Managing Blood Diseases
Did you know that around 8% of your body weight is made up of blood? Blood, which forms in the bone marrow, is made of up of Plasma, Red Blood Cells (RBC) or Erythrocytes that carry Oxygen, White Blood Cells (WBC) or leukocytes that fight infections and Platelets or Thrombocytes that help in clotting.
Blood keeps every single organ in your body working and performs three crucial functions:
- Transporting nutrients, hormones, oxygen and heat throughout the body
- Regulating body’s water, electrolyte and acidity levels
- Protecting against diseases and fighting infections
A Haematologist can help manage benign or non-cancerous conditions of the blood effectively with medications and if required, blood / blood component transfusion.
Some of the common benign blood disorders include:
- Anaemia due to an underlying health problem
- Iron deficiency anaemia
- Low blood counts – red / white cell count, or platelet count - due to a drug reaction
- Sickle Cell anaemia – a condition that causes the red blood cells to become hard, sticky and sickle-shaped instead of round.
- Autoimmune haemolytic anaemia, which is an immune-mediated disease that leads to low red blood cell count
- Thalassemia (mild) – an inherited, genetic blood disorder that causes anaemia
- Haemophilia (mild) – an inherited genetic disorder that impairs the body’s ability to produce blood clots to stop bleeding
- Blood clotting disorders, wherein there is tendency for the blood to clot when it should not. Uncontrolled blood clotting or thrombosis life-threatening and requires medical attention. Deep vein thrombosis (DVT) and pulmonary embolism are the main two complications associated to blood clotting disorders.
- ITP or Idiopathic thrombocytopenic purpura, which is an immune-mediated disease that leads to low platelet count.
- Thrombocythemia, a condition in which the body’s bone marrow produces more platelets than required.
- Myelodysplastic syndrome that’s characterised by excessive production of blood cells in the bone marrow.
Symptoms of benign blood diseases:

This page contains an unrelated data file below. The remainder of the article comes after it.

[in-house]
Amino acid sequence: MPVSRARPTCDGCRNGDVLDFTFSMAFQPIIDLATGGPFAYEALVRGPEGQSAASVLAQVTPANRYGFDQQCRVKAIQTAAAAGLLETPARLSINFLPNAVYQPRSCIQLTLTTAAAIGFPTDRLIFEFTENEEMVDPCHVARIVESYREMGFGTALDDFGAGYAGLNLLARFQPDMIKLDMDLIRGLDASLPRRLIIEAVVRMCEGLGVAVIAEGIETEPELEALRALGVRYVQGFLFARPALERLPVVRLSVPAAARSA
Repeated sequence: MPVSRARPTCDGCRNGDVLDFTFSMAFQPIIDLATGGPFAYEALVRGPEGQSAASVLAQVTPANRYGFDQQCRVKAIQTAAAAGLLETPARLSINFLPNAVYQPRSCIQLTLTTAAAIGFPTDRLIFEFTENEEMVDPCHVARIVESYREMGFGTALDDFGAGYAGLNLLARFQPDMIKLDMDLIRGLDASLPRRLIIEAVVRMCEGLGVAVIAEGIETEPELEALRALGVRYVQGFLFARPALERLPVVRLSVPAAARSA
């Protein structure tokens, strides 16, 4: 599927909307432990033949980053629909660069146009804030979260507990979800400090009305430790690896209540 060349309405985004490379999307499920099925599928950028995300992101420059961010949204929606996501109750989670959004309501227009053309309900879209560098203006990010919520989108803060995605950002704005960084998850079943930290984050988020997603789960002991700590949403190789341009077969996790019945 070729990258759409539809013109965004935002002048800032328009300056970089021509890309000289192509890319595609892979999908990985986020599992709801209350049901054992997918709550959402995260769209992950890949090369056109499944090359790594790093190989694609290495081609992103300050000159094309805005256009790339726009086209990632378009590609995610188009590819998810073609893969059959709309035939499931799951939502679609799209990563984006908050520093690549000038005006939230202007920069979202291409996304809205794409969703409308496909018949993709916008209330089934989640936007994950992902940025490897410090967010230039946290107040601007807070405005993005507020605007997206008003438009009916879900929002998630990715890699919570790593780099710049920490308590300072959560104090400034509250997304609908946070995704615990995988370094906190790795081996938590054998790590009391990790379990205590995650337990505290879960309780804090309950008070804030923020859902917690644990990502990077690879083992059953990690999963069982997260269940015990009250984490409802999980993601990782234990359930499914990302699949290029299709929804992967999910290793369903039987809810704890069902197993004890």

- Extreme fatigue
- Red spots on the skin
- Yellow / pale skin
- Loss of concentration
- Noise in the ear
- Fast heartbeat
- Excessive bruising
- Nose / gum/ mouth bleeds.
- Blood in urine or stool
- Repeated infections
Blood Cancers Or Haematological Cancers
In most blood cancers, development of normal blood cells get disrupted or altered by the uncontrolled growth of an abnormal type of blood cell. These abnormal blood cells or cancerous cells prevent the blood from performing its functions, including clotting.
Since blood cancers affect the production and functioning of blood cells, the malignancy starts in your bone marrow where blood form as stem cells.
There are three main types of blood cancers:,/p>
Leukaemia is a type of cancer found the blood and bone marrow that’s caused by rapid production of abnormal white blood cells. Since too much abnormal white blood cells cannot fight infection, they impair the ability of the bone marrow to produce red blood cells and platelets.
Lymphoma is a type of blood cancer that affects the lymphatic system, in which abnormal lymphocytes become lymphoma cells that multiply and collect in the lymph nodes and other tissues. These cancerous cells impair the immune system across time. E.g. Hodgkin’s Lymphoma – a cancerous condition that affects the lymph nodes.
Myeloma is a cancerous condition of the plasma cells or white blood cells that produce infection-fighting antibodies in the body. Myeloma cells prevent production of antibodies, leaving the body’s immune system weakened and extremely susceptible to infections.
Some of the symptoms of blood cancer include:
- Extreme weakness and fatigue
- Frequent infections
- Persistent fever and chills
- Cough that won’t go away
- Itchy skin / rashes
- Loss of appetite
- Swollen, painless lymph nodes in the neck, armpits or groin
- Night sweats
Blood cancers are detected through specific tests, bone marrow examination and diagnostic imaging. Treatment for blood cancers include stem cell or bone marrow transplantation, chemotherapy, immunotherapy, transfusion and medication, depending on the stage and severity of the cancer and overall health condition of the patient.
Remember, symptoms are body’s way of saying that something is wrong. Never ignore any signs even if it’s something as “ordinary” as fatigue or gum bleeding. And yes, never let fear of cancer prevent early diagnosis and possible cure.